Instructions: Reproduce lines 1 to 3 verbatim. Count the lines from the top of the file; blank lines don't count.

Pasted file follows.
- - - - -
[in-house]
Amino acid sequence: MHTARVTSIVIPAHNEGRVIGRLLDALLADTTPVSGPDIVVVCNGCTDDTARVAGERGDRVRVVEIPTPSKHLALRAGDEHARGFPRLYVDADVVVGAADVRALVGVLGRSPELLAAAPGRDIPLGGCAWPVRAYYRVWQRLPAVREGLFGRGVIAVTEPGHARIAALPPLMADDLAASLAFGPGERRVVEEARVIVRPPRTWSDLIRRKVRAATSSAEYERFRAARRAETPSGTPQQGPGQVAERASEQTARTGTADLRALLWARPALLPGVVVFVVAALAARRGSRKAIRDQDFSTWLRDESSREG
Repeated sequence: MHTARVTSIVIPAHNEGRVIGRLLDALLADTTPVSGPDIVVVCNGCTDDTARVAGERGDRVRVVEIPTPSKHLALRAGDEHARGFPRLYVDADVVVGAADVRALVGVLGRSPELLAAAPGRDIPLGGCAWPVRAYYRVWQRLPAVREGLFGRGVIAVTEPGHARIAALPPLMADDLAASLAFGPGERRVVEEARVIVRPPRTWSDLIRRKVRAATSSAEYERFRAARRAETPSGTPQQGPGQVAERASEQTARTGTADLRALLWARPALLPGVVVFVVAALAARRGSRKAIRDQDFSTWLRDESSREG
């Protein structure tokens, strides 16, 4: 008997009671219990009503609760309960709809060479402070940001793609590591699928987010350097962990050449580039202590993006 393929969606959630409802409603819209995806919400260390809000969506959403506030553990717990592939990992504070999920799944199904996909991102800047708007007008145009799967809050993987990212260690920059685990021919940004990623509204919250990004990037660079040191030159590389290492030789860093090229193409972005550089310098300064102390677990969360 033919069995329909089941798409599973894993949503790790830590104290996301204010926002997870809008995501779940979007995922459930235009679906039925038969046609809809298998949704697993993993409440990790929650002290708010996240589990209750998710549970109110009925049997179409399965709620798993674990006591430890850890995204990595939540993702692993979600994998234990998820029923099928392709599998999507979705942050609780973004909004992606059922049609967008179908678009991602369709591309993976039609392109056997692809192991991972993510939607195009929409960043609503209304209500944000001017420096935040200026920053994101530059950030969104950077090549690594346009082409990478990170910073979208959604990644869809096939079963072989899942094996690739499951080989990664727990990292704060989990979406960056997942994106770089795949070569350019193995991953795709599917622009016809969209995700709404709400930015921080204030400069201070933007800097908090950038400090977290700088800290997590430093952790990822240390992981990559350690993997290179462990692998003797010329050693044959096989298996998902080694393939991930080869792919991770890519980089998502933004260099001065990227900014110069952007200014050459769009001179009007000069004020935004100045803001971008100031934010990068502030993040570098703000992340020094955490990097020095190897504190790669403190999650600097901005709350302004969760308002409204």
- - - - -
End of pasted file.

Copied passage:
[in-house]
Amino acid sequence: MHTARVTSIVIPAHNEGRVIGRLLDALLADTTPVSGPDIVVVCNGCTDDTARVAGERGDRVRVVEIPTPSKHLALRAGDEHARGFPRLYVDADVVVGAADVRALVGVLGRSPELLAAAPGRDIPLGGCAWPVRAYYRVWQRLPAVREGLFGRGVIAVTEPGHARIAALPPLMADDLAASLAFGPGERRVVEEARVIVRPPRTWSDLIRRKVRAATSSAEYERFRAARRAETPSGTPQQGPGQVAERASEQTARTGTADLRALLWARPALLPGVVVFVVAALAARRGSRKAIRDQDFSTWLRDESSREG
Repeated sequence: MHTARVTSIVIPAHNEGRVIGRLLDALLADTTPVSGPDIVVVCNGCTDDTARVAGERGDRVRVVEIPTPSKHLALRAGDEHARGFPRLYVDADVVVGAADVRALVGVLGRSPELLAAAPGRDIPLGGCAWPVRAYYRVWQRLPAVREGLFGRGVIAVTEPGHARIAALPPLMADDLAASLAFGPGERRVVEEARVIVRPPRTWSDLIRRKVRAATSSAEYERFRAARRAETPSGTPQQGPGQVAERASEQTARTGTADLRALLWARPALLPGVVVFVVAALAARRGSRKAIRDQDFSTWLRDESSREG